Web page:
Laticifers in wood (secondary xylem) usually extend radially in the rays (in Apocynaceae, Asclepiadaceae, Campanulaceae, Caricaceae, Euphorbiaceae and Moraceae) or axially (only known in Moraceae). Articulated laticifers are formed in concentric rings in the bark of the stem of Hevea brasiliensis and in the phloem of the root of Taraxacum kok-saghyz L.E.Rodin. Branching and subsequent anastomosis in these plants only occurs tangentially between laticifers of the same ring. Non-articulated laticifers are found in the Apocynaceae, Asclepiadaceae, Euphorbiaceae (excluding Hevea Aubl. and Manihot Mill.) and Moraceae, whereas articulated laticifers occur in Caricaceae, Compositae, Hevea and Manihot (Euphorbiaceae), Papaveraceae and Sapotaceae.
In Parthenium argentatum A.Gray ("guayule", Compositae), latex occurs in parenchymatous cells. This is, however, the only example of laticifers that are not morphologically differentiated. In a few species, notably Guajacum officinale ("lignum vitae", Zygophyllaceae) there is rubber in the xylem.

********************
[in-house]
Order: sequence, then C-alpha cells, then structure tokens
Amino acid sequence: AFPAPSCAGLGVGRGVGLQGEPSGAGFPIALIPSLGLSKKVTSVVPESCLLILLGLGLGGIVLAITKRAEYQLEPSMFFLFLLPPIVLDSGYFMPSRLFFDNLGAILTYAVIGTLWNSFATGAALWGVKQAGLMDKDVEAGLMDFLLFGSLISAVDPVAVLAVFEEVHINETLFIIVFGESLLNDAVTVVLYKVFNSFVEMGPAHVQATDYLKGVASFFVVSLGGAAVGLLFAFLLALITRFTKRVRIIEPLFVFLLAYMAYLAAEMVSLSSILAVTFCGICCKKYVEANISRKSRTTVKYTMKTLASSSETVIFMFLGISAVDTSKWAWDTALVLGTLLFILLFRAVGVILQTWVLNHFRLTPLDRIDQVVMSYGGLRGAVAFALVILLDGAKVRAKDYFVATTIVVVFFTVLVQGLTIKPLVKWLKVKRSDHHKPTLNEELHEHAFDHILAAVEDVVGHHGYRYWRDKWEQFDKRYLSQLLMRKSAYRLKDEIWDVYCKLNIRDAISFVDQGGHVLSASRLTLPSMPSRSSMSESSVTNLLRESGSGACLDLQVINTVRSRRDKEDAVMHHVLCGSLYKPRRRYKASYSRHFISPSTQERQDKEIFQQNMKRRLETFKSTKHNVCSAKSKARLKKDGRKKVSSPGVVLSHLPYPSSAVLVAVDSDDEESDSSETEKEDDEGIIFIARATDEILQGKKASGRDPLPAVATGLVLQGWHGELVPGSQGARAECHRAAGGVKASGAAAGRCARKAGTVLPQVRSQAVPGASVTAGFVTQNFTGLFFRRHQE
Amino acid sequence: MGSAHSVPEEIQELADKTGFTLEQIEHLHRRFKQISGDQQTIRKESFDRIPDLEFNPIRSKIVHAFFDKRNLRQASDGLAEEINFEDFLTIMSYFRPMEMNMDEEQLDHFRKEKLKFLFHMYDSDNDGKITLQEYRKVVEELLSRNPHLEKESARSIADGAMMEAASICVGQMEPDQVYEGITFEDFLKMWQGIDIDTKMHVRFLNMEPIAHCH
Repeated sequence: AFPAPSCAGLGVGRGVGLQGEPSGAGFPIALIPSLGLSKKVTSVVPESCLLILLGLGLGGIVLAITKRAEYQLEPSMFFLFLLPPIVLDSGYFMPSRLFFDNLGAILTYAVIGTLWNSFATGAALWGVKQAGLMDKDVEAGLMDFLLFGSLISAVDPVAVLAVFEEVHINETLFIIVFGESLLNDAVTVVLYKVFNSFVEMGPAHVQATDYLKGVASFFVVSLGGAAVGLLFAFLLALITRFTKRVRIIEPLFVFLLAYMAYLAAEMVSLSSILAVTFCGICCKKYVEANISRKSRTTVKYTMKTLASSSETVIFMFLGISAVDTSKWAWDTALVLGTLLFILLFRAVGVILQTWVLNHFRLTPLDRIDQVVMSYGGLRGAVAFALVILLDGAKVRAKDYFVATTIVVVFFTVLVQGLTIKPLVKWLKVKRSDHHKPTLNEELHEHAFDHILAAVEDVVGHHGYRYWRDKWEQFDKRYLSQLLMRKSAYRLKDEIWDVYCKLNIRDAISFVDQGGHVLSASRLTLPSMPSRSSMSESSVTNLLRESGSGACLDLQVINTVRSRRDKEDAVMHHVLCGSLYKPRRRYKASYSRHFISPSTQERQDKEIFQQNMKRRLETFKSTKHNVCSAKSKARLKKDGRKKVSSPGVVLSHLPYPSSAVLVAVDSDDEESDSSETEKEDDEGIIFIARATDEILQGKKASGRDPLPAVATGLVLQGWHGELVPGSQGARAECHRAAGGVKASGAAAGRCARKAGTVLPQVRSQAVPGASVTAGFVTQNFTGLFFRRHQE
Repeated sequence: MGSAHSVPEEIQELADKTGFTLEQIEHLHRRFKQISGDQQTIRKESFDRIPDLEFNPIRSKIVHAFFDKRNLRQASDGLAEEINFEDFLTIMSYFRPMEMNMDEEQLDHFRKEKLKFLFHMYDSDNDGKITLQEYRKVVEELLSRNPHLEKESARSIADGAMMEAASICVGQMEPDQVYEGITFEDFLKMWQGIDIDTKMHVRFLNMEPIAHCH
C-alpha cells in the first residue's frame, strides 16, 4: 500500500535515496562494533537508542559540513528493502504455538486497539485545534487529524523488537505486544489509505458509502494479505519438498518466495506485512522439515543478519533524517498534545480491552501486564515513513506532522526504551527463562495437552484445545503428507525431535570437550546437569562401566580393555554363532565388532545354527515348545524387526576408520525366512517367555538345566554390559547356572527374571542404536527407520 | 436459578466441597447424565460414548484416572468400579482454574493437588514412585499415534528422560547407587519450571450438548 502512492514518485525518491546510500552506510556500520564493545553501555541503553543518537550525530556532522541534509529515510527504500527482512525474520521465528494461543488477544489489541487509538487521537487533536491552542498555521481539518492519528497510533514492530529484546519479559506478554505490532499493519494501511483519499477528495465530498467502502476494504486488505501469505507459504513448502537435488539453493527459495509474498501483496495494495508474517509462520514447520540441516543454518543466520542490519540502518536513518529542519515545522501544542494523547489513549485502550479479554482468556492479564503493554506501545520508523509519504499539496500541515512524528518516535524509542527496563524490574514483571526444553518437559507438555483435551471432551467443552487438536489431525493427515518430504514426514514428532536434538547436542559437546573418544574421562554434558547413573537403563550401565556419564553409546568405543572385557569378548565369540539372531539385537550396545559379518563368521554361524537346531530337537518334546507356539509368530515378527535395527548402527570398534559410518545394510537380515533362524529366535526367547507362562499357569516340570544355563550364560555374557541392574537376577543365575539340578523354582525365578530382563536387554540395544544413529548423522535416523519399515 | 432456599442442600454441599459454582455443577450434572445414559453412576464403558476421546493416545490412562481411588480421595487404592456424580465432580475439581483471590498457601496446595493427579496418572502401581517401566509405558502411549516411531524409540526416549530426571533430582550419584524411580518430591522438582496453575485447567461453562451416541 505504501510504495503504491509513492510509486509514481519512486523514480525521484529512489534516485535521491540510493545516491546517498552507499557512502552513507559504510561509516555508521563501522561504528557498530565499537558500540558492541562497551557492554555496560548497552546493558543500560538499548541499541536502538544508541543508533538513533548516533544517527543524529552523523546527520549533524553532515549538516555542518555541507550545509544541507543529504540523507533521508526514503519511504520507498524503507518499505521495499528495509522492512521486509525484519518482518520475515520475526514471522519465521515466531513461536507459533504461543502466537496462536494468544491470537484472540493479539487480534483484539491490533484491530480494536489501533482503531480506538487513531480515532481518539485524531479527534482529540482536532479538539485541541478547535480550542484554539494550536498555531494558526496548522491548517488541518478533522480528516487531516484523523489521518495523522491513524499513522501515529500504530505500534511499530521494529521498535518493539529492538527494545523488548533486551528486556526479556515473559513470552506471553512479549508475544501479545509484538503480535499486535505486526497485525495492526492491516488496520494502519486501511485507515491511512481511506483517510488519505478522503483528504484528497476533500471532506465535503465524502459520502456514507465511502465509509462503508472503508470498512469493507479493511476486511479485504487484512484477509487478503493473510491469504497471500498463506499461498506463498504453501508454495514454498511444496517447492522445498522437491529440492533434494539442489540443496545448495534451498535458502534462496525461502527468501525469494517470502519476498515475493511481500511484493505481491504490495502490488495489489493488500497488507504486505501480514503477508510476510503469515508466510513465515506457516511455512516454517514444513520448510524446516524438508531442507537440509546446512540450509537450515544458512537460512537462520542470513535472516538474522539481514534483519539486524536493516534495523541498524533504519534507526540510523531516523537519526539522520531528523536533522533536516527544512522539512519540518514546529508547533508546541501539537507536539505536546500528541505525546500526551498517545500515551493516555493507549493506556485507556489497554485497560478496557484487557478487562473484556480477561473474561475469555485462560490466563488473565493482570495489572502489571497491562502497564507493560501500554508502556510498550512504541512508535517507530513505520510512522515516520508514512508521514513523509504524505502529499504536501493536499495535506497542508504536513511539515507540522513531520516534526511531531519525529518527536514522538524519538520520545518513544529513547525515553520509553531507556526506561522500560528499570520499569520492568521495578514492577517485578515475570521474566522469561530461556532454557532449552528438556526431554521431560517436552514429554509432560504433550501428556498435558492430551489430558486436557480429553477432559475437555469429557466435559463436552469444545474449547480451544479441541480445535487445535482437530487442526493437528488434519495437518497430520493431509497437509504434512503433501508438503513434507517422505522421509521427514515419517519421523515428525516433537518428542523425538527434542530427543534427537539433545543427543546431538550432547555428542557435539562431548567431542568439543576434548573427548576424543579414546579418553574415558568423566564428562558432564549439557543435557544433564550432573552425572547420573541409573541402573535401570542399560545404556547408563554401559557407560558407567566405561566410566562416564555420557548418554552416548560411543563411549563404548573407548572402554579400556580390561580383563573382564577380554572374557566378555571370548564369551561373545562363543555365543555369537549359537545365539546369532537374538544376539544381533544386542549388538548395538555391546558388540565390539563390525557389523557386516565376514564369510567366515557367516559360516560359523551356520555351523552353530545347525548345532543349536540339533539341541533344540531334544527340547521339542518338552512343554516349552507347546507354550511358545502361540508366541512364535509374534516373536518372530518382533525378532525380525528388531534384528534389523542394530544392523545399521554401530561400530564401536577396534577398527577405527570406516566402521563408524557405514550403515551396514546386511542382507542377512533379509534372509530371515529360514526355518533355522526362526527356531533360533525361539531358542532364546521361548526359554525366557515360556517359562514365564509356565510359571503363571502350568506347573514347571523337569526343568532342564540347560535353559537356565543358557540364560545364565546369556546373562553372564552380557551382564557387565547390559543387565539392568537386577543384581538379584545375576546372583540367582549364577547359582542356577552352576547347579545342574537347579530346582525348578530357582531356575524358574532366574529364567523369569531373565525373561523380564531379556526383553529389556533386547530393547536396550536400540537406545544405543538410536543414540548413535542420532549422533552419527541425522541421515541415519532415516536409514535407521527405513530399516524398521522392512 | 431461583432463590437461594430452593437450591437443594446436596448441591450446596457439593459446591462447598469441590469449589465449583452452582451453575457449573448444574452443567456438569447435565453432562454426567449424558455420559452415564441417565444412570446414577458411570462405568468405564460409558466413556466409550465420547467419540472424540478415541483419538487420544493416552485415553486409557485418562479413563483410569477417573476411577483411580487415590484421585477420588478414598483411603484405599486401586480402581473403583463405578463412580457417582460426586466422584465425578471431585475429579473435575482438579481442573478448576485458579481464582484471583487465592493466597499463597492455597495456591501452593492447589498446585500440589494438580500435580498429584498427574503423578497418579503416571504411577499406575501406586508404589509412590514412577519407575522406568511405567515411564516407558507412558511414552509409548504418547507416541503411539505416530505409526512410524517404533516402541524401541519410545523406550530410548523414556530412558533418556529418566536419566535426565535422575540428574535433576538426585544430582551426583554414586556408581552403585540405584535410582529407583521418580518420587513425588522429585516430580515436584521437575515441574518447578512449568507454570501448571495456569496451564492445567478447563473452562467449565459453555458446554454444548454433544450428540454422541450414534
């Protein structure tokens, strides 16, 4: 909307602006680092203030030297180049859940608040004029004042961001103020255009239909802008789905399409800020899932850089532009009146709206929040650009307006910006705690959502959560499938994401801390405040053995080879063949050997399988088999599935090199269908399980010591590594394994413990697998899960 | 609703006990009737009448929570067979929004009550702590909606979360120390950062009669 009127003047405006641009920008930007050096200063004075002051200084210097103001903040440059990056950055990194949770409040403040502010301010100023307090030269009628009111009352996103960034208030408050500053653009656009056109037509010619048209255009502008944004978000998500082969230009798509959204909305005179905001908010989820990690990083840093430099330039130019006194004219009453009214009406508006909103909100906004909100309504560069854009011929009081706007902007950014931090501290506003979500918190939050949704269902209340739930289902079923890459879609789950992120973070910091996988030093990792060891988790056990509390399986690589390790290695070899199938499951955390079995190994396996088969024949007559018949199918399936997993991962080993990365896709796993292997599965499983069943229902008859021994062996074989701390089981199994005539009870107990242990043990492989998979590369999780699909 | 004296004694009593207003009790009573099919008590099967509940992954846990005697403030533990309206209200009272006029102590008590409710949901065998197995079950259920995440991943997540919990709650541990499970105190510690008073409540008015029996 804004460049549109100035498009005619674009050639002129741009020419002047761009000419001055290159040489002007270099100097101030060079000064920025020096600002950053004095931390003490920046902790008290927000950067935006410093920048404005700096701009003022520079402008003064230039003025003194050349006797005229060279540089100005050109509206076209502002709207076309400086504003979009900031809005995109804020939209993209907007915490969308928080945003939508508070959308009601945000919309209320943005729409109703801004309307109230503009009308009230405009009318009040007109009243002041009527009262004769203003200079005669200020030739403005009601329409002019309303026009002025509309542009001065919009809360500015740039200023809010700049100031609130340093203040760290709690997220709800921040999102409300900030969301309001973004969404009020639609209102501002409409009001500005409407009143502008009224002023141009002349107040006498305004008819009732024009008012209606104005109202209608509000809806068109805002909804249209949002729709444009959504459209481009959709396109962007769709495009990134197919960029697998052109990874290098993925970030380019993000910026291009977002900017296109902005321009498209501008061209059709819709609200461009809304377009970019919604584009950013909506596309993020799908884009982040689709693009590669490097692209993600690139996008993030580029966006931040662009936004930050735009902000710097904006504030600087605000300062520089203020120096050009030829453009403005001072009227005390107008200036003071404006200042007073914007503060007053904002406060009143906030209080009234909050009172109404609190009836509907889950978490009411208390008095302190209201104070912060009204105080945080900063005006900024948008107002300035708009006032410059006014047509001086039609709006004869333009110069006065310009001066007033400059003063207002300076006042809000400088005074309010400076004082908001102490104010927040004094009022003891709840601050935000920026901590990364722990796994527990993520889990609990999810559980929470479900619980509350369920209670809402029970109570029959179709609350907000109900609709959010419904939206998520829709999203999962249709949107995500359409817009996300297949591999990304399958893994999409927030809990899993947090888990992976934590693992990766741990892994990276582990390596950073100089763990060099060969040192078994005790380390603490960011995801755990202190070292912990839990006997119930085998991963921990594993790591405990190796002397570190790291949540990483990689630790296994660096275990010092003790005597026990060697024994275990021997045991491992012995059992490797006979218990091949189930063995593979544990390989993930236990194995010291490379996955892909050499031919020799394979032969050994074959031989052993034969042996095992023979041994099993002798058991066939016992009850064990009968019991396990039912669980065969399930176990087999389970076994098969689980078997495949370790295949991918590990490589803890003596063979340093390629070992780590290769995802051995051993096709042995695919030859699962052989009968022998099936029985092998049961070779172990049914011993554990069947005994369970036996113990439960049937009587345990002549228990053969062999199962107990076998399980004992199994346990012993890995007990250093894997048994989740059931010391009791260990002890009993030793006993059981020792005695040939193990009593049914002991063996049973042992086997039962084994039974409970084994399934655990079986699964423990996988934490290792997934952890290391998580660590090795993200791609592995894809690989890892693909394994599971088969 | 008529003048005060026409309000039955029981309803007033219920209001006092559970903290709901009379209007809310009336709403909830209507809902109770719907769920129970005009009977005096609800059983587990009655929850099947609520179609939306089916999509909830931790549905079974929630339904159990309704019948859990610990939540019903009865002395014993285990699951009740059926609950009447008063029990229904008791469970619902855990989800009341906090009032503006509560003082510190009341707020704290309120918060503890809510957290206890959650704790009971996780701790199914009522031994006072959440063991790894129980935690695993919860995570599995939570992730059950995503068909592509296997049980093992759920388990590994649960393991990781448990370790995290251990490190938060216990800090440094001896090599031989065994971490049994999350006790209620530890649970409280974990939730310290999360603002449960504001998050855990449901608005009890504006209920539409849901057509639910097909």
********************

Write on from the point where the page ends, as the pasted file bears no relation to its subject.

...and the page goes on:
Exudate-producing plants are managed either in plantations, in agroforestry systems or in natural forests (see Table 6). Apart from rubber, the only exudate for which a plantation has been established is gutta-percha: a plantation of Palaquium gutta was established in Cipetir, West Java, in 1885 and is still functional despite the falling demand for the product. Due to the present low demand for gutta-percha, management of the plantation is at a low level, as the plantation is sufficiently large to supply the present annual demand. It is not economically viable to intensify harvesting, which would increase production. For the same reason, old and/or poorly productive trees are not being replaced and natural regeneration seems satisfactory in the present situation. Finally, note that in South-East Asia no indigenous exudate-producing plants are currently being managed intensively in plantations, primarily for their exudate.